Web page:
Renovation of 438 College Street
Schedule: Completed July 2006
Project Manager: Robert Howard
Project Architect: Black River Design Architects
438 College Street, built in 1908, is a significant historic structure within the Burlington and UVM communities. A 3019 sq ft addition was added to accommodate ADA accessibility bringing the total gsf to 12,148. The work included the addition of an elevator, mechanical and electrical work including installation of new standing column radiators, new air conditioning, new
telephone and data systems, and installation of a new fire alarm system. The exterior of the building has been restored to its original design with the replacement of the porte-cochere, all porch roof balustrades, and trim. The building is home to the Dean's offices in the College of Arts and Sciences
438 College Street has received a GOLD Level of Certification in Leadership in Energy and Environmental Design (LEED) established by the U.S. Green Building Council.
LEED facts and energy saving features include:
- New historically compatible, indigenous plantings designed for low maintenance and care in the northern climate were installed.
- Careful attention was paid to the siting of the addition to minimize the visual impact, preserving the appearance of the restored building.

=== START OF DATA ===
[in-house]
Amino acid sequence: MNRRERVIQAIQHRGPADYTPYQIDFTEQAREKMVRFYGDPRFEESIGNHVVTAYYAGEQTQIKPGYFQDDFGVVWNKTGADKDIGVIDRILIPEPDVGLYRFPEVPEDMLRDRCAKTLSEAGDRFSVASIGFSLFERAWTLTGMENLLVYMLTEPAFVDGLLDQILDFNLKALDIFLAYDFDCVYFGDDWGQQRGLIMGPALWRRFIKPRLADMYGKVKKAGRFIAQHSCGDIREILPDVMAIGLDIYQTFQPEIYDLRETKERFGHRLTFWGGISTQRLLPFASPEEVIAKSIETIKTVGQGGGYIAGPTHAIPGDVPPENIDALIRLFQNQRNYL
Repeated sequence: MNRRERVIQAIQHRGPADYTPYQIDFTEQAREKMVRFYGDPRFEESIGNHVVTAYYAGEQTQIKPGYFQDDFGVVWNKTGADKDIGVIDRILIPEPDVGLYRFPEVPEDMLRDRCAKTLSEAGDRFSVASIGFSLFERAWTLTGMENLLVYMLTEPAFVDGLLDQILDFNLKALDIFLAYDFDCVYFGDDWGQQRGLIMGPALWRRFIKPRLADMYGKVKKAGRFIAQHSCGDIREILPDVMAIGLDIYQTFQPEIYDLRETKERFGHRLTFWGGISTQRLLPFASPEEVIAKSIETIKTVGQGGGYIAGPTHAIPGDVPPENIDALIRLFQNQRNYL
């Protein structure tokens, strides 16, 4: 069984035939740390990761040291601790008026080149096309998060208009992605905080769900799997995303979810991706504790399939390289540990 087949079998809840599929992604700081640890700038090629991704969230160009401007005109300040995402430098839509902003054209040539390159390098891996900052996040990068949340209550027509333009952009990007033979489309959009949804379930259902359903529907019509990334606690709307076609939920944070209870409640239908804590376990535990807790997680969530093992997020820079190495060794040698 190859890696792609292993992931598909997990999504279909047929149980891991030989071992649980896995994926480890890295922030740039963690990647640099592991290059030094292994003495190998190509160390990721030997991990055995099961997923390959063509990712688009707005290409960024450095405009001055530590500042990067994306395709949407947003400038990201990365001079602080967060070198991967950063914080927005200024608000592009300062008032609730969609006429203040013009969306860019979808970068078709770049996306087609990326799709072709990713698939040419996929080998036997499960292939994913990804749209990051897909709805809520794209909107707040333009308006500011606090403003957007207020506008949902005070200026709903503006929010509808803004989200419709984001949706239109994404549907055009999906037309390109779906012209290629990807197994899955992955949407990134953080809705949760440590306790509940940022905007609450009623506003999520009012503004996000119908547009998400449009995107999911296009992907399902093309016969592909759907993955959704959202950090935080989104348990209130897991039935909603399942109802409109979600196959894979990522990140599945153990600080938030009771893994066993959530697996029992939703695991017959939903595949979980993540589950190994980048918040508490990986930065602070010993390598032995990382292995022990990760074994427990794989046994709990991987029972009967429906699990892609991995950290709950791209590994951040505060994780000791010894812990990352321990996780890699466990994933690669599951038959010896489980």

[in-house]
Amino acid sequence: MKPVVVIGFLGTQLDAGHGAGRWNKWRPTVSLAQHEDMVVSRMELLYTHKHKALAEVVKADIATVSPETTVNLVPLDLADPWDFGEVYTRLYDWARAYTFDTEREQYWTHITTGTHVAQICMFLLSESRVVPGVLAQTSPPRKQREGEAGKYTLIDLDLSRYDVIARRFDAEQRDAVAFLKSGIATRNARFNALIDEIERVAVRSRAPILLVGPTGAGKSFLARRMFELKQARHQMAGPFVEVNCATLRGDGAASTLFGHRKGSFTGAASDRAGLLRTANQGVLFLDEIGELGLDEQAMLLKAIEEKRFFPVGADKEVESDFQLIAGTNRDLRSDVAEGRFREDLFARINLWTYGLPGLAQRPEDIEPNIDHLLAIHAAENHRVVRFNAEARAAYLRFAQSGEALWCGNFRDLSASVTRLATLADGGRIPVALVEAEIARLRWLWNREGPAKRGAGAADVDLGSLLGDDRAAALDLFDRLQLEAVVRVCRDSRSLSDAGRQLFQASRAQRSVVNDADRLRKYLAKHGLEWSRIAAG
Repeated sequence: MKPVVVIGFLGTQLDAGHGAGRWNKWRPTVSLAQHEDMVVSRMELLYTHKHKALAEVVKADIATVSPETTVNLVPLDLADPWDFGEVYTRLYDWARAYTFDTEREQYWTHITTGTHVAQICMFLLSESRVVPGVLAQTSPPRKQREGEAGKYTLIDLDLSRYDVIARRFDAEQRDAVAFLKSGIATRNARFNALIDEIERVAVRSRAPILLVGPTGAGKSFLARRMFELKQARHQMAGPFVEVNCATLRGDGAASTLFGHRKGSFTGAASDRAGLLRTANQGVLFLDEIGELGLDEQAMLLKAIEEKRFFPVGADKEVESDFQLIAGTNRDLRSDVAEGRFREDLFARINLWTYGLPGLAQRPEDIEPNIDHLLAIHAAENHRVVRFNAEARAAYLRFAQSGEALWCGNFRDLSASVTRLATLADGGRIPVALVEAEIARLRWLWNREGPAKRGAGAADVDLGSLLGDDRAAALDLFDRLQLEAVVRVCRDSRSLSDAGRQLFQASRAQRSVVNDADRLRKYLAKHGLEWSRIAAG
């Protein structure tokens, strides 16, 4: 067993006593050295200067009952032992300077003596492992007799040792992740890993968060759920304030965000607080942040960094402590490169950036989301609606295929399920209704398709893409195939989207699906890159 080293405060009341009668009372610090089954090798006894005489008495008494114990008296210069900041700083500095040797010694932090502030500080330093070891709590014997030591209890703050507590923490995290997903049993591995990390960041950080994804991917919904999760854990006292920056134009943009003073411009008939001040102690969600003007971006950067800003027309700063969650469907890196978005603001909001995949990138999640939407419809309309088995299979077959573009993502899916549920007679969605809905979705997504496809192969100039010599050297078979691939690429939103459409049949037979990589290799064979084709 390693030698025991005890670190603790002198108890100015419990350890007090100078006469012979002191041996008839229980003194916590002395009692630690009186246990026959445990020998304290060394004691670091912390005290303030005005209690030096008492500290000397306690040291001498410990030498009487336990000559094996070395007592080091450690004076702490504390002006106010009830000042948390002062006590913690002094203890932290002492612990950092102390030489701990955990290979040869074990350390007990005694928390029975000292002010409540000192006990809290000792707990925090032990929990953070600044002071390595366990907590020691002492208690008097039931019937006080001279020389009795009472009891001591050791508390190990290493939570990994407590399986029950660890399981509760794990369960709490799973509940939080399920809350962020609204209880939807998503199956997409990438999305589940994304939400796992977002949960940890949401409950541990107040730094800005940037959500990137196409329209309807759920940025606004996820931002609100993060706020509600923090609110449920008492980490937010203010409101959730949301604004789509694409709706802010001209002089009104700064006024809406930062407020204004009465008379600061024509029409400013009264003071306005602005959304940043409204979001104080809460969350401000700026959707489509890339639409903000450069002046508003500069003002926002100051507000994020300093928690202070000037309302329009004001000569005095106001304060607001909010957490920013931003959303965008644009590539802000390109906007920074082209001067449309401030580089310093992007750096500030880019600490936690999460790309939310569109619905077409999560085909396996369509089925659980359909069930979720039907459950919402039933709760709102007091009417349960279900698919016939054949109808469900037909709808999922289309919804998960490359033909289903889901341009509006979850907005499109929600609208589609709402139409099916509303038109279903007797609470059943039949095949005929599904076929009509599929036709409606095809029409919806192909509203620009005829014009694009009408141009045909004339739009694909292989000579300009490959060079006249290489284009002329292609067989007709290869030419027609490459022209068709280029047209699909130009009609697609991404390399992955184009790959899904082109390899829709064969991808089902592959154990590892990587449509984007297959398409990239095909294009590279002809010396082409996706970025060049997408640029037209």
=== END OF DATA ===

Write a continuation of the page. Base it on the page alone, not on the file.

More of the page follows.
- Residents have easy access to public transportation and the UVM bus system which provides 100% bio-diesel busses for transportation.
- Existing window size and configurations provide natural daylighting and views. This feel was continued in the addition by using aluminum clad wood windows for energy efficiency. Many of the existing windows were retrofitted with insulating glass while maintaining the historic wood sash.
- Window weights were removed, weight pockets were insulated and concealed sash balanced installed to maintain their operability providing energy efficiency and were fitted with energy efficient double-pane, low E, argon filled glazing.
- Sun shading devices were provided on all south and west facing windows and vast majority of east and north facing windows to help control heat gain and glare and fully operable windows eliminated the need for wide spread mechanical ventilation.
- 90% of structural and shell elements and over 60% of interior elements were reused.
- 380 tons of material that would typically end up in landfills were diverted and turned into clean fill, and fuel for electrical generation and general reuse resulting in 82% of materials being recycled.
- Combined energy efficiency strategies and technologies incorporated into the building led to a 45.5% reduction in the energy cost of a code compliant building of the same size and type.
- To minimize environmental impact associated with transportation of material, special efforts were made to incorporate materials manufactured or harvested locally.